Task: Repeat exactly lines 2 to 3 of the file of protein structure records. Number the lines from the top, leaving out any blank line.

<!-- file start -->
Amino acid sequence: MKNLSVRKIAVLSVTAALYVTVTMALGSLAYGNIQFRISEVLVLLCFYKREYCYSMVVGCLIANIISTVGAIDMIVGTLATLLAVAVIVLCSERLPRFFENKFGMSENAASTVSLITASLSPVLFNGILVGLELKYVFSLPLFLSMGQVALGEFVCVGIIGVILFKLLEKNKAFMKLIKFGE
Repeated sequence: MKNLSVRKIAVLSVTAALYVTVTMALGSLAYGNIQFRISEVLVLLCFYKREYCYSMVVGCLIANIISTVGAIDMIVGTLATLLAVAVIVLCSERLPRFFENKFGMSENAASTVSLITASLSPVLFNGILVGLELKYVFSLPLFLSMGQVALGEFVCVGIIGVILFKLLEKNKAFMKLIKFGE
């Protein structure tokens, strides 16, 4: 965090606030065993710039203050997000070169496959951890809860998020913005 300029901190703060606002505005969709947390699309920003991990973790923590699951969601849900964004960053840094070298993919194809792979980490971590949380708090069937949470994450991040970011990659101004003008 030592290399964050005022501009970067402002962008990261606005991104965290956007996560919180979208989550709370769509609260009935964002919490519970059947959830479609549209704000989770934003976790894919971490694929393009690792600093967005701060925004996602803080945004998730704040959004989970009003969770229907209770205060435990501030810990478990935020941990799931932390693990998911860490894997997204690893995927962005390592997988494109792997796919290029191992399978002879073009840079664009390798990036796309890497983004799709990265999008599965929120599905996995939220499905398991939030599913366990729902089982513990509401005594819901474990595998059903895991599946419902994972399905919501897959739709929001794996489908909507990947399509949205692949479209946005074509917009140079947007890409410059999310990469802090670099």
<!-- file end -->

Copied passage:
Repeated sequence: MKNLSVRKIAVLSVTAALYVTVTMALGSLAYGNIQFRISEVLVLLCFYKREYCYSMVVGCLIANIISTVGAIDMIVGTLATLLAVAVIVLCSERLPRFFENKFGMSENAASTVSLITASLSPVLFNGILVGLELKYVFSLPLFLSMGQVALGEFVCVGIIGVILFKLLEKNKAFMKLIKFGE
């Protein structure tokens, strides 16, 4: 965090606030065993710039203050997000070169496959951890809860998020913005 300029901190703060606002505005969709947390699309920003991990973790923590699951969601849900964004960053840094070298993919194809792979980490971590949380708090069937949470994450991040970011990659101004003008 030592290399964050005022501009970067402002962008990261606005991104965290956007996560919180979208989550709370769509609260009935964002919490519970059947959830479609549209704000989770934003976790894919971490694929393009690792600093967005701060925004996602803080945004998730704040959004989970009003969770229907209770205060435990501030810990478990935020941990799931932390693990998911860490894997997204690893995927962005390592997988494109792997796919290029191992399978002879073009840079664009390798990036796309890497983004799709990265999008599965929120599905996995939220499905398991939030599913366990729902089982513990509401005594819901474990595998059903895991599946419902994972399905919501897959739709929001794996489908909507990947399509949205692949479209946005074509917009140079947007890409410059999310990469802090670099």